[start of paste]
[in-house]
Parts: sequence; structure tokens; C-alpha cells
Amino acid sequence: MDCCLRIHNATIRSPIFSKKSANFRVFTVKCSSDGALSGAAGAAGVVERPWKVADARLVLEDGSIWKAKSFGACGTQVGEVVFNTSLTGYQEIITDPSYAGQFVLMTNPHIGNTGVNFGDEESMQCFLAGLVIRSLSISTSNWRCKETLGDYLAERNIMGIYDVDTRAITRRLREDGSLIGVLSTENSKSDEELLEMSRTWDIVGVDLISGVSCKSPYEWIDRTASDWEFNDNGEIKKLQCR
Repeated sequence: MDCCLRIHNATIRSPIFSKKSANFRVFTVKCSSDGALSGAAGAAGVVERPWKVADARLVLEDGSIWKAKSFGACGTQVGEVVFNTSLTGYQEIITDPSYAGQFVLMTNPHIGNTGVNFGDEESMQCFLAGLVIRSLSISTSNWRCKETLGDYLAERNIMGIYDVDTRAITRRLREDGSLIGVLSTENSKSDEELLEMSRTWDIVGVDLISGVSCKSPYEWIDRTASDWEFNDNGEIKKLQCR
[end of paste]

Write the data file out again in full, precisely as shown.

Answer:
[in-house]
Parts: sequence; structure tokens; C-alpha cells
Amino acid sequence: MDCCLRIHNATIRSPIFSKKSANFRVFTVKCSSDGALSGAAGAAGVVERPWKVADARLVLEDGSIWKAKSFGACGTQVGEVVFNTSLTGYQEIITDPSYAGQFVLMTNPHIGNTGVNFGDEESMQCFLAGLVIRSLSISTSNWRCKETLGDYLAERNIMGIYDVDTRAITRRLREDGSLIGVLSTENSKSDEELLEMSRTWDIVGVDLISGVSCKSPYEWIDRTASDWEFNDNGEIKKLQCR
Repeated sequence: MDCCLRIHNATIRSPIFSKKSANFRVFTVKCSSDGALSGAAGAAGVVERPWKVADARLVLEDGSIWKAKSFGACGTQVGEVVFNTSLTGYQEIITDPSYAGQFVLMTNPHIGNTGVNFGDEESMQCFLAGLVIRSLSISTSNWRCKETLGDYLAERNIMGIYDVDTRAITRRLREDGSLIGVLSTENSKSDEELLEMSRTWDIVGVDLISGVSCKSPYEWIDRTASDWEFNDNGEIKKLQCR